Now that you have the Code 39 Barcode Font on your PC or Mac the next step is to decide on a physical label and create a template for the printing of your SKU labels. I typically recommend labels from Avery. These are available at almost every office supply store and a lot of other stores that carry office supplies and they come in a vast assortment of size / shape that you can pick the right one for your product. The reason I recommend Avery is because if you visit their website they have ready to go templates for almost every one of their labels which will make the next steps easier. 

Step 3: Enter SKU data into label template

Now that you have a label format picked out it is time to enter the SKU data into the label and print out your labels!

Follow the instructions on Avery's site to download and install the template into Microsoft Word. Once you have the template open in word type in the SKU data into the template.

See below:

Note: Any text that you want to become a barcode must be begin AND end with an asterisk or it will not be able to be read by a scanner. 

Now that you have the text entered into the template you just highlight the text that you want to become the barcode and then change the font to the Code 39 font.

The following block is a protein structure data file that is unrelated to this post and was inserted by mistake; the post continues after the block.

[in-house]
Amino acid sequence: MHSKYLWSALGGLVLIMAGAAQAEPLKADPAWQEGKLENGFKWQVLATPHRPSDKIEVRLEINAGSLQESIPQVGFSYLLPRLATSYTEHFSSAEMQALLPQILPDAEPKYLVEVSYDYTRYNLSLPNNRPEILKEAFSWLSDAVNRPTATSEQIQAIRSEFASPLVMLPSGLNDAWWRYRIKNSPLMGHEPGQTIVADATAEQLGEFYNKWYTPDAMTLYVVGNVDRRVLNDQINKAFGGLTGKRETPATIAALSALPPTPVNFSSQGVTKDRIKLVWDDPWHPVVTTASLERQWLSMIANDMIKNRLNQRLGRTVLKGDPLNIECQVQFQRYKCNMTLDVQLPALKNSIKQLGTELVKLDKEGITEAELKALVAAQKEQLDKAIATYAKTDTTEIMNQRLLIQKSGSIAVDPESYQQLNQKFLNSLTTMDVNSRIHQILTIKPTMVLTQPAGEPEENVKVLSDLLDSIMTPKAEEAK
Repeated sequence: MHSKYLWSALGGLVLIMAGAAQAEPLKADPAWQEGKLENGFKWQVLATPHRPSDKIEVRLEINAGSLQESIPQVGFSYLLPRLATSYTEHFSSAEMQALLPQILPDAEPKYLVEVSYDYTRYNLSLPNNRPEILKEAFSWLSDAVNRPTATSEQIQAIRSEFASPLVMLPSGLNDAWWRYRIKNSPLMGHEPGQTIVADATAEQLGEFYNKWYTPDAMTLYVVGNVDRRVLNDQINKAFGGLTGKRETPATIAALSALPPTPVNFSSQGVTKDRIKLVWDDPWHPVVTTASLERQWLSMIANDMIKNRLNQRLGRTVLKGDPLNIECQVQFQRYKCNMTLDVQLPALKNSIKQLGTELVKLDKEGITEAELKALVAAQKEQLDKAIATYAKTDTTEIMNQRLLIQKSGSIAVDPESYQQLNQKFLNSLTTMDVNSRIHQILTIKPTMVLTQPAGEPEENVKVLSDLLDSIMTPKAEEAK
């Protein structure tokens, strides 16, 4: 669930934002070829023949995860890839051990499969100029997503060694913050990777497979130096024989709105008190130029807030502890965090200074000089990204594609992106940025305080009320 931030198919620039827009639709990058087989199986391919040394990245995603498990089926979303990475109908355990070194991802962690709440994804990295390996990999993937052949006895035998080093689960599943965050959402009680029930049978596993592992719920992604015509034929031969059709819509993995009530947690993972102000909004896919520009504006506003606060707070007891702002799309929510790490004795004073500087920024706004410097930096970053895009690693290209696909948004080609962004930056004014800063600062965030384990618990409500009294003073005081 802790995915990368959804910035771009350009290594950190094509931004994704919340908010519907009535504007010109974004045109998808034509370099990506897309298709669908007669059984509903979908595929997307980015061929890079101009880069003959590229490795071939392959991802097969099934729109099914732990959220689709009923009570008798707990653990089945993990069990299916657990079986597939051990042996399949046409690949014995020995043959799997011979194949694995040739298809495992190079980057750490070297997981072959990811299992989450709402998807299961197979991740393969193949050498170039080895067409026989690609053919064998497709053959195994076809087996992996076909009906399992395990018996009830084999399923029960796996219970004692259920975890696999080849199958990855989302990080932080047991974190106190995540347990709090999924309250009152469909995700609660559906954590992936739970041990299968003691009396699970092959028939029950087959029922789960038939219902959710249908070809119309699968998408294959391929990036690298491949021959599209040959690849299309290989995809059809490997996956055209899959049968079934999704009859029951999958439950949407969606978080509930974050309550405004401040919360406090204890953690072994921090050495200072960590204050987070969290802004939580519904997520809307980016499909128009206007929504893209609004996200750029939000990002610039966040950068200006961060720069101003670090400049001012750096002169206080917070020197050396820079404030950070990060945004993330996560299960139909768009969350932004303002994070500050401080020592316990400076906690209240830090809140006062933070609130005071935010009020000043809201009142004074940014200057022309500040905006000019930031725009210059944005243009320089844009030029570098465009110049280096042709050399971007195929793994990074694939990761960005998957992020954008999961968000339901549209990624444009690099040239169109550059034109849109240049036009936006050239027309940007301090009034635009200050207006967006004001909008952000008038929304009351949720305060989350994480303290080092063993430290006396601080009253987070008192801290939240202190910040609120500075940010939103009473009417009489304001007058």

Note: For advanced users you can use Word's 'Mail Merge' feature to pull in large amounts of different SKUs to auto generate the barcodes.

Once completed you should have a barcode similar to this:

 Now just print the labels on the label stock.

Verification of Labels

Now that you have your SKU labels printed we need to verify that the barcodes can be read by our scanners. Many things can affect the readability of barcodes including the size of the Font used and the quality of the printer. Our scanners here use 2D technology to decode both the 1D & 2D barcodes similar to many smartphone apps. So that is the quickest and easiest way to verify that your barcodes are readable. Many people already have an app on their smartphone that can read/scan barcodes (if you don't head to your phone's app store and search for 'barcode' you should have many choices to choose from). Open up that app and then point it at your newly printed barcodes if the app can decode the barcode then you should be just fine to label your product and send it to us.